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Chiari malformation type I with cervicothoracic syringomyelia masquerading as bibrachial amyotrophy: a case report

Journal of Medical Case Reports20159:11

https://doi.org/10.1186/1752-1947-9-11

Received: 21 July 2014

Accepted: 4 December 2014

Published: 27 January 2015

Abstract

Introduction

Clinical presentation of syringomyelia can mimic a variety of neuromuscular disorders. A misdiagnosis can result in progressive pressure on the spinal cord, causing the development of severe irreversible neurologic deficits.

Case presentation

We report the very unusual case of a 50-year-old Latino man who developed severe distal muscle atrophy and bulbar dysfunction as a result of Chiari malformation type I with chronic cervicothoracic syringomyelia.

Conclusion

Syringomyelia is a potentially serious neurologic condition with symptoms that can mimic other neuromuscular disorders. Severe untreated cases can result in irreversible spinal cord injury. Prompt diagnosis with magnetic resonance imaging is important in both establishing diagnosis and directing further surgical management.

Keywords

Atrophy Bibrachial amyotrophy Bulbar dysfunction Cervicothoracic Chiari type 1 malformation Distal muscle Misdiagnosis Syringomyelia

Introduction

Syringomyelia results from the blockage of normal cerebrospinal fluid flow through the spinal cord due to either a congenital anatomic anomaly or an acquired structural abnormality. Depending on the severity, location and extent of the underlying syrinx, it can range clinically from an asymptomatic radiologic finding to a neurologically debilitating condition with irreversible spinal cord injury. The presenting symptoms and clinical course may vary; as a result, syringomyelia may mimic other neuromuscular disorders and be misdiagnosed.

Case presentation

Patient history

A 50-year-old right-handed Latino man presented with worsening of previously stable chronic motor symptoms. He had initially developed sudden weakness and difficulty using his right upper extremity at the age of 16 years. He eventually had to learn to write using his left hand because of the severity of his weakness. His symptoms progressed over several years, eventually developing into severe symmetrical upper extremity weakness and atrophy in his distal muscles. His lower extremities were spared. Our patient stated he was diagnosed with a type of muscular dystrophy in the US when he was 25 years old. After receiving this diagnosis, he subsequently had a muscle biopsy in Mexico that reportedly confirmed his diagnosis. He had no family members with muscular dystrophy or any other neuromuscular conditions. His symptoms reached their plateau at this time. Because of the stability of his symptoms and his understanding of the disease course, our patient did not seek any further medical care for over 20 years. Upon returning to the US, he was seen by a primary care physician and referred for neurological examination to establish care as well as evaluate the worsening of previously stable chronic symptoms.

On presentation, our patient reported a few months of clinical deterioration, particularly recent left upper arm intermittent mild pressure pain. Our patient grew concerned when he noticed increased difficulty performing fine motor tasks with his left hand. In addition, he was experiencing recurrent intermittent episodes of dysphagia while eating solid foods. Our patient denied ever having any previous bulbar symptoms prior to his recent clinical deterioration.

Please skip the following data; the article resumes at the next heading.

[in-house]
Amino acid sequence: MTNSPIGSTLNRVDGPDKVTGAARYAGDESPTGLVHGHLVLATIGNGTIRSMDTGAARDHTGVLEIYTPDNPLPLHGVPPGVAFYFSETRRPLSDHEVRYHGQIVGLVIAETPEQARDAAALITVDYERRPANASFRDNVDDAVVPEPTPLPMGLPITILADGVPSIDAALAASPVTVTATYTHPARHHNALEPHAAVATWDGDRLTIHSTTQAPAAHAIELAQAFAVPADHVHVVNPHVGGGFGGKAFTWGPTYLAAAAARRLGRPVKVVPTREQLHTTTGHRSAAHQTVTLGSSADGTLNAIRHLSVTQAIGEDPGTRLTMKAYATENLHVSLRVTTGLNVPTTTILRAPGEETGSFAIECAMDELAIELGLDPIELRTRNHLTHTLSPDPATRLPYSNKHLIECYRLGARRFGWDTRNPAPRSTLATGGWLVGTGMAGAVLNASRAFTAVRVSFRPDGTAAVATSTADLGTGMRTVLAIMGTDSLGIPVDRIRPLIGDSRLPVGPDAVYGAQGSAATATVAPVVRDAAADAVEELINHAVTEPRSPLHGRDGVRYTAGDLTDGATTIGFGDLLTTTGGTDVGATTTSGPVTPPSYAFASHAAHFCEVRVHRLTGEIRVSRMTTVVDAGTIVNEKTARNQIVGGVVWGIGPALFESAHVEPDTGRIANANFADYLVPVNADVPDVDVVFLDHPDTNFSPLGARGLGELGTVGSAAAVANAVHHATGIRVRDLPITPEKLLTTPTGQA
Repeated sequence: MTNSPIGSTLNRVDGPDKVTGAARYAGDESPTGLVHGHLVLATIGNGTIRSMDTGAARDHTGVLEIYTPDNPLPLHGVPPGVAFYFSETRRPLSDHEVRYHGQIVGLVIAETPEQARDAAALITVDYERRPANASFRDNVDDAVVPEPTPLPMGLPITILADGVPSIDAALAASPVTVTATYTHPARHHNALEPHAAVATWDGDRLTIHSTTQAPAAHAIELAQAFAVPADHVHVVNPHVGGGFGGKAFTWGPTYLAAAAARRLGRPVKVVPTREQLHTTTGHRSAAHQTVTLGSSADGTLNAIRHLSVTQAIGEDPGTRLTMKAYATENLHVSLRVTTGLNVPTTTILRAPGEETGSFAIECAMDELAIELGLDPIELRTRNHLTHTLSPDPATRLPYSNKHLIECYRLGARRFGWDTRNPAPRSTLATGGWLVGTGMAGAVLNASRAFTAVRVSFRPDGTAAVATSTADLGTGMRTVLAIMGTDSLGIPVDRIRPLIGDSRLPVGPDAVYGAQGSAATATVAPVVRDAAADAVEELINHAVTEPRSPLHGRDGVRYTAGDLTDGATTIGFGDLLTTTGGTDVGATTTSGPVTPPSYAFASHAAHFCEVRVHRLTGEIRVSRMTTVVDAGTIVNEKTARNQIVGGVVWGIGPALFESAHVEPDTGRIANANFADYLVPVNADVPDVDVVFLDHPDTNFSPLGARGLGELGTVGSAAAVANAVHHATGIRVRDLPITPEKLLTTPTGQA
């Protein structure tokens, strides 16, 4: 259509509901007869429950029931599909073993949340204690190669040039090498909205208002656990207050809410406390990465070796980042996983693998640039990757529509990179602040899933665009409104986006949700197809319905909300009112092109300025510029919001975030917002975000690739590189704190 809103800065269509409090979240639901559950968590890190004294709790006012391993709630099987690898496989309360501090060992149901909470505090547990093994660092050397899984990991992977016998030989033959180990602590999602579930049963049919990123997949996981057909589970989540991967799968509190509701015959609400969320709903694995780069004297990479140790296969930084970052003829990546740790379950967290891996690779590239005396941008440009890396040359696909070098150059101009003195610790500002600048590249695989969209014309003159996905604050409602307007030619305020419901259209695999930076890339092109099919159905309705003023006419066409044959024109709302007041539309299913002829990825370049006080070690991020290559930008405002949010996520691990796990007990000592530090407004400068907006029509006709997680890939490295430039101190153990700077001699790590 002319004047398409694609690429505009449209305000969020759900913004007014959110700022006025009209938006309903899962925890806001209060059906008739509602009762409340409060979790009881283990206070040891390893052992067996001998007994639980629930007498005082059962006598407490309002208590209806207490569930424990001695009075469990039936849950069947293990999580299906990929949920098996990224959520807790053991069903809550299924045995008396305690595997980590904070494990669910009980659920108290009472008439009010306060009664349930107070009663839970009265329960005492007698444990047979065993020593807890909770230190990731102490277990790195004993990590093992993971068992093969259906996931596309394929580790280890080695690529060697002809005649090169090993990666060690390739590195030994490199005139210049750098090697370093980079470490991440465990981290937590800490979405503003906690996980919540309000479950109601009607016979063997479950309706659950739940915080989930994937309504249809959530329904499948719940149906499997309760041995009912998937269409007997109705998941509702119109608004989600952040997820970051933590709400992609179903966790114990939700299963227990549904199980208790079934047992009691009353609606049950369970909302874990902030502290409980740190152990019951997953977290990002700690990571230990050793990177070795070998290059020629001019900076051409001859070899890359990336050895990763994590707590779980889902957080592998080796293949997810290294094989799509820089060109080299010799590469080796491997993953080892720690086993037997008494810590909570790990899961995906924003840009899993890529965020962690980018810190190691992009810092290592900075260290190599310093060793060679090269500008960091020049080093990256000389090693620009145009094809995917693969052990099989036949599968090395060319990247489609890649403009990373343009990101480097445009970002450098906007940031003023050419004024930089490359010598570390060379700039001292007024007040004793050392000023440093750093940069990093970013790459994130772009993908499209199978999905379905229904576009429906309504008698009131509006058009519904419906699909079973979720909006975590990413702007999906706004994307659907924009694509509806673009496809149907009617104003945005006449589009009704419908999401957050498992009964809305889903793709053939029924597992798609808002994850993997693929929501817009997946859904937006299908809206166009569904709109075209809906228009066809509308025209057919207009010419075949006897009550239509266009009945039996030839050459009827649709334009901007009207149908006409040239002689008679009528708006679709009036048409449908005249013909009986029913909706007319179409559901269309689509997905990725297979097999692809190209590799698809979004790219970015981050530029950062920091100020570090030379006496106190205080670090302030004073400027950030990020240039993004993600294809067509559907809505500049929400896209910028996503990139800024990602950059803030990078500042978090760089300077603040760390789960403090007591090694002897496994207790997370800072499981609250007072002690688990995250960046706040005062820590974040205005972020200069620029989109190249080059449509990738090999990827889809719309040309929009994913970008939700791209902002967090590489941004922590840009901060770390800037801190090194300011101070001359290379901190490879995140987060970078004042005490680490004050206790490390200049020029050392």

Physical examination

A clinical examination demonstrated that our patient was thin with significant bilateral upper extremity muscle atrophy and associated weakness. He had severe asymmetric focal segmental atrophy of his bilateral forearm flexor and extensor muscle groups, with preserved and prominent bilateral brachioradialis muscles (Figure 1). He had corresponding severe weakness in his upper extremities as measured using the Medical Research Council Scale, with 4-/5 to 5/5 proximal strength and as low as 1/5 strength in his distal muscles. He had bilateral radial deviation during wrist extension. Although his lower extremities demonstrated normal bulk, he had mild weakness on manual muscle testing as well. Our patient had 4/5 strength in his left hip extensors and flexors as well as 4/5 strength in bilateral knee extensors. He had no face weakness, no sensory deficits, no abnormal reflexes, no muscle fasciculations, and no upper motor neuron signs on examination.
Figure 1

Physical examination. Upper extremities with severe asymmetric atrophy of forearm extensors and flexors, with sparing of the brachioradialis muscles.

Electrophysiology

Compound muscle action potentials (CMAP) of his left median, ulnar and radial nerves were absent. His upper extremity sensory nerve action potential (SNAP) responses were normal except for a slightly low amplitude of his ulnar and radial nerves. His lower extremity peroneal and tibial CMAPs and sural SNAPs were normal. Electromyography (EMG) of his upper extremities demonstrated evidence of diffuse chronic neurogenic changes in C5 to T1 innervated muscles as well as evidence of active denervation in his right triceps brachii. In his left lower extremity, chronic neurogenic changes were noted in the gastrocnemius medial head. His left cervical paraspinal muscles were normal on EMG.